The 24 satellites that make up the GPS constellation will be replaced one by one. The first Boeing-built replacement was launched Friday from Cape Canaveral.

The overhaul will take a decade and is being overseen by engineers at Los Angeles Air Force Base in El Segundo, where Parkinson and his team developed the current system.

"We know that the world relies on GPS," said Col. David B. Goldstein, the chief engineer for the upgrade.

San Diego found out firsthand in 2007, when the Navy accidentally jammed GPS signals in the area, knocking out cellphone service and a hospital's emergency paging system for doctors. New York experienced a similar problem a year later.

The upgrade is designed in part to prevent such outages by increasing the number of signals beamed to Earth from satellites orbiting 12,000 miles above. By triangulating the signals from four satellites, GPS receivers — and there are now more than a billion of them — can pinpoint your exact location on the ground.

Although "positioning" is an obvious application of the technology, it's also become a crucial timekeeper for the financial industry.

Transactions made everywhere, as varied as ATM withdrawals and Wall Street stock trades, are time-stamped using precise atomic clocks ticking within the GPS satellites. The clocks are accurate to one-billionth of a second. It's a crucial technology for Wall Street, where a fraction of a second could mean billions of dollars.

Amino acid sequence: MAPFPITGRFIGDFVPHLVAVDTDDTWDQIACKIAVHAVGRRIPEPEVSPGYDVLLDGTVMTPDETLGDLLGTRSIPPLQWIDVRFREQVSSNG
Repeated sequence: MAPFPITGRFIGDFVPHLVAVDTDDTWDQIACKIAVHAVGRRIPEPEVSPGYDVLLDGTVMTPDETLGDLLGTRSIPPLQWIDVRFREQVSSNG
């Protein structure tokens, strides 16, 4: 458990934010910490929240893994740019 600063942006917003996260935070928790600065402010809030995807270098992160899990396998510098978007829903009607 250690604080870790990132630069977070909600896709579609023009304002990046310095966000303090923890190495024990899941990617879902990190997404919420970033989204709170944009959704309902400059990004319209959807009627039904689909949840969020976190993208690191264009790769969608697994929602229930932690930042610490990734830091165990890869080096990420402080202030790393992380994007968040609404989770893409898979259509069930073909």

Before GPS, explorers and seafarers figured out where they were by looking at the sun and the stars. Even with the advent of gyroscopes and radios, navigation was still imprecise, with an average margin of error of a mile or two.

The Cold War sparked the need for something better.

When the Soviet Union launched the world's first artificial satellite, Sputnik, in 1957, scientists at Johns Hopkins University scrambled to track it. They soon realized they could determine Sputnik's position by monitoring the radio waves it emitted.

That led to a breakthrough concept. If radio waves could be used to track a satellite from Earth, radio waves from a satellite could also be used to determine the position of an object on the ground.

The Pentagon jumped at the idea. The Navy in particular needed help guiding its nuclear-armed submarines.

In the 1960s, the Pentagon launched more than a dozen satellites under a program in which subs received satellite- positioning signals when they surfaced. But the system was accurate only to within 100 feet — and only when a submarine wasn't moving. The government needed something better.